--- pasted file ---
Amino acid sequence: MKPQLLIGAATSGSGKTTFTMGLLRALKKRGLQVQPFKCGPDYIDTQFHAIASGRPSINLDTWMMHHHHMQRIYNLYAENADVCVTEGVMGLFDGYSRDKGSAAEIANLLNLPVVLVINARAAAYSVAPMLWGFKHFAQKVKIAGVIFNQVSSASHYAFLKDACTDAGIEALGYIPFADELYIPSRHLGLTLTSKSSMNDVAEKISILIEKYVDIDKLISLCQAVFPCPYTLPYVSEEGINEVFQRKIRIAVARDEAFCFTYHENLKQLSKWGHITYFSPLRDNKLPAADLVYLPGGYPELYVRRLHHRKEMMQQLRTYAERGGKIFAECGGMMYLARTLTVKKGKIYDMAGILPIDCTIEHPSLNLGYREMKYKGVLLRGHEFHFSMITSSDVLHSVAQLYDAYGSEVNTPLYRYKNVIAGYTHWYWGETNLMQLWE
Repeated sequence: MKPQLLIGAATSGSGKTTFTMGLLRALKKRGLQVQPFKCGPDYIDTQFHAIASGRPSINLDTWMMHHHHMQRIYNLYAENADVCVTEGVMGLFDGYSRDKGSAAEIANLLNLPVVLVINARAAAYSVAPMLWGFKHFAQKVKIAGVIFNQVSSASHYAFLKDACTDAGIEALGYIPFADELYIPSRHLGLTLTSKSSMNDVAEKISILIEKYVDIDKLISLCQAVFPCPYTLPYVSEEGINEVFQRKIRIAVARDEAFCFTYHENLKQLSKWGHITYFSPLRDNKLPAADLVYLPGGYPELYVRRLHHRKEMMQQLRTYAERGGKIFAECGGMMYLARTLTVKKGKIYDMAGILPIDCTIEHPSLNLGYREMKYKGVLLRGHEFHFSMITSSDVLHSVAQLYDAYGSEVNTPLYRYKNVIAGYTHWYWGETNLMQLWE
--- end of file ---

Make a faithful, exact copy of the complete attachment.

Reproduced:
Amino acid sequence: MKPQLLIGAATSGSGKTTFTMGLLRALKKRGLQVQPFKCGPDYIDTQFHAIASGRPSINLDTWMMHHHHMQRIYNLYAENADVCVTEGVMGLFDGYSRDKGSAAEIANLLNLPVVLVINARAAAYSVAPMLWGFKHFAQKVKIAGVIFNQVSSASHYAFLKDACTDAGIEALGYIPFADELYIPSRHLGLTLTSKSSMNDVAEKISILIEKYVDIDKLISLCQAVFPCPYTLPYVSEEGINEVFQRKIRIAVARDEAFCFTYHENLKQLSKWGHITYFSPLRDNKLPAADLVYLPGGYPELYVRRLHHRKEMMQQLRTYAERGGKIFAECGGMMYLARTLTVKKGKIYDMAGILPIDCTIEHPSLNLGYREMKYKGVLLRGHEFHFSMITSSDVLHSVAQLYDAYGSEVNTPLYRYKNVIAGYTHWYWGETNLMQLWE
Repeated sequence: MKPQLLIGAATSGSGKTTFTMGLLRALKKRGLQVQPFKCGPDYIDTQFHAIASGRPSINLDTWMMHHHHMQRIYNLYAENADVCVTEGVMGLFDGYSRDKGSAAEIANLLNLPVVLVINARAAAYSVAPMLWGFKHFAQKVKIAGVIFNQVSSASHYAFLKDACTDAGIEALGYIPFADELYIPSRHLGLTLTSKSSMNDVAEKISILIEKYVDIDKLISLCQAVFPCPYTLPYVSEEGINEVFQRKIRIAVARDEAFCFTYHENLKQLSKWGHITYFSPLRDNKLPAADLVYLPGGYPELYVRRLHHRKEMMQQLRTYAERGGKIFAECGGMMYLARTLTVKKGKIYDMAGILPIDCTIEHPSLNLGYREMKYKGVLLRGHEFHFSMITSSDVLHSVAQLYDAYGSEVNTPLYRYKNVIAGYTHWYWGETNLMQLWE